- Catalytic capital is a cost curve bender in impact investing.
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Like so many 21st century buzzwords, “catalytic capital” sounds like it was birthed in a perfectly curated tweetstorm. (As far as I know, it wasn’t.) It’s an alliterative investment term for “taking one for the team” by using debt, equity, guarantees, and other investments that accept disproportionate risk and/or below-market-rate returns to clear the way for other investments to be made.
The term comes up a lot in impact investing because of the principle behind the “carbon cost curve”: in short, we’re not 100% powered by clean energy right now because the upfront costs needed to make a lot of those investments profitable are still pretty high.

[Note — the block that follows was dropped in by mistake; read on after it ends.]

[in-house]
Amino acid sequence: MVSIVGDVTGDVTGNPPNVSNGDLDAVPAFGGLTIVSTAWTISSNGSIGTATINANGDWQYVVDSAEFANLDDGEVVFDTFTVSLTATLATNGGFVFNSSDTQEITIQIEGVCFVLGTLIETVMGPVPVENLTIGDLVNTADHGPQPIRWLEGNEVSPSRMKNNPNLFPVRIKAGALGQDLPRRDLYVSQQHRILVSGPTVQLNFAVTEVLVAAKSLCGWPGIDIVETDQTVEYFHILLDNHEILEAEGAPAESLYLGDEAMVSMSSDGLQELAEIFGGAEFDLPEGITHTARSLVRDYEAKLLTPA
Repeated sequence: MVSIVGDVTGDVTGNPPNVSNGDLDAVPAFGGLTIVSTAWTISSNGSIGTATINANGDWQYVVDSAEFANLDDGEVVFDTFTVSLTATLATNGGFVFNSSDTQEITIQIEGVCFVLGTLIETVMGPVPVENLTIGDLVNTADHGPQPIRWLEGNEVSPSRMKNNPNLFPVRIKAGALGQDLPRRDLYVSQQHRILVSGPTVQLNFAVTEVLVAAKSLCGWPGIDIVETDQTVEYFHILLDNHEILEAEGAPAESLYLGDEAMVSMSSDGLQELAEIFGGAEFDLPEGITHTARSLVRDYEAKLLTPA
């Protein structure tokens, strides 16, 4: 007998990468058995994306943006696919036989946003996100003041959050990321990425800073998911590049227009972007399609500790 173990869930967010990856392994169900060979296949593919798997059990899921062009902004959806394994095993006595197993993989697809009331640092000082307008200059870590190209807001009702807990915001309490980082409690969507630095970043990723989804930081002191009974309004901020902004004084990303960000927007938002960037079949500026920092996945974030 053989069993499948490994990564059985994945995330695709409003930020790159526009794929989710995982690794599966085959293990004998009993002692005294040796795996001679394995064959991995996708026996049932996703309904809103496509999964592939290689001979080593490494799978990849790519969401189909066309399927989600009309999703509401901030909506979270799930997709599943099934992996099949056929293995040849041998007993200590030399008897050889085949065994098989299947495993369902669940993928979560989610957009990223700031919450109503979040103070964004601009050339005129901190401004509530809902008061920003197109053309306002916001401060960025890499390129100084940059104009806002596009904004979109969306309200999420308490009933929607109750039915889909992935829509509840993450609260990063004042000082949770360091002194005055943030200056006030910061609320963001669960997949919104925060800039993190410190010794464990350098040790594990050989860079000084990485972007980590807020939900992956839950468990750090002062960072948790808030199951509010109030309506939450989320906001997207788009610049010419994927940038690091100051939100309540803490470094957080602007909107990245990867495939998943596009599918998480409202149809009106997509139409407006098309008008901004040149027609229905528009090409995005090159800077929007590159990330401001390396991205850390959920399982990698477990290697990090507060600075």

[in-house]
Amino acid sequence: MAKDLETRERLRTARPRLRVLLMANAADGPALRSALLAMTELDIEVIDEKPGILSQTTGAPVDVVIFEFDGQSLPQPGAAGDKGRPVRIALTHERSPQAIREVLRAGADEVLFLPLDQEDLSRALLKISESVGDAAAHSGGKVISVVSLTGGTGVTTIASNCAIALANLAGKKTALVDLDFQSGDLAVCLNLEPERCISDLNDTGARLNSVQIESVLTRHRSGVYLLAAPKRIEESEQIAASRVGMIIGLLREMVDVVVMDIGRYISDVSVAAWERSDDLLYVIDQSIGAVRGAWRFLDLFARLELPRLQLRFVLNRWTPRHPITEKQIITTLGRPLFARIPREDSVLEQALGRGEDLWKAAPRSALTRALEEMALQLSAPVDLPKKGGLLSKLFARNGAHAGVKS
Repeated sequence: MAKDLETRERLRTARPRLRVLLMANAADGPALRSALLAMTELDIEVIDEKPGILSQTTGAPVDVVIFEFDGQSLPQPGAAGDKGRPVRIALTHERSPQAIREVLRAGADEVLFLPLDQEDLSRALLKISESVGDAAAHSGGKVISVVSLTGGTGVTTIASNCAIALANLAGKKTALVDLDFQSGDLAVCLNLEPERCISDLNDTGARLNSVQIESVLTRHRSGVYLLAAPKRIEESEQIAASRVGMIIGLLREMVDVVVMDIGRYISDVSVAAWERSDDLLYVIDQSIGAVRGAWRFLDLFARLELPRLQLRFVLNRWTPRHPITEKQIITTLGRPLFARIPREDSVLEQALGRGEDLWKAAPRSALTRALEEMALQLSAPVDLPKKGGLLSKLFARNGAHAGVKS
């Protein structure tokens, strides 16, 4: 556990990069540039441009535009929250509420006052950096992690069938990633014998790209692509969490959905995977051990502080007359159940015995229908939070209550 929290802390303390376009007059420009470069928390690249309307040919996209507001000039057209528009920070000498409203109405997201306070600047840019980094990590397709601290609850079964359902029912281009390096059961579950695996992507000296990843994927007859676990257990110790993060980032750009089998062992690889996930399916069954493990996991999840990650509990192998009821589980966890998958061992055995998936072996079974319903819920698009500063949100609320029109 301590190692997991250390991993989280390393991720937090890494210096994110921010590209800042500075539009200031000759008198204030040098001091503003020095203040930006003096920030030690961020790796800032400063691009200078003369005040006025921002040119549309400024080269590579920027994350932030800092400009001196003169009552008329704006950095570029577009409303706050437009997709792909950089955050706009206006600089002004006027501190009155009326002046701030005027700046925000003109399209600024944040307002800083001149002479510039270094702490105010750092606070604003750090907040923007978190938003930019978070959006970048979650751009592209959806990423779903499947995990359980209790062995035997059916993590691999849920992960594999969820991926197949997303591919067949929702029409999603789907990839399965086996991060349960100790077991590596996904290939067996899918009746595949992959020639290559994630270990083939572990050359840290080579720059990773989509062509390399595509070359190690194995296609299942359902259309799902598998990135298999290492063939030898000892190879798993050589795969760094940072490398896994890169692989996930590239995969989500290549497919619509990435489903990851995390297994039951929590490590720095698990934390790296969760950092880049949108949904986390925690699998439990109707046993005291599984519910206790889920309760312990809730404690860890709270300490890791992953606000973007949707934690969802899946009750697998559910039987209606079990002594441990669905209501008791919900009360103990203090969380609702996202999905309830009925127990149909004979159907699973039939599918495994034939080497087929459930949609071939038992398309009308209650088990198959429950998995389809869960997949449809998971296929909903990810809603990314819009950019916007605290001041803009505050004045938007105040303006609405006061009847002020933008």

That is set to change in the long term, especially with policy incentives. But in the meantime, putting (say) a wind farm in a coal-powered, emerging-market country is going to be expensive.
Impact investors may want to go in and make that investment, but there is almost no chance of turning a profit. An infusion of catalytic capital from philanthropy and/or development finance (which, when combined with private capital, is “blended finance”) or another investor cool with taking the hit can pave the way for a wave of impact investments.
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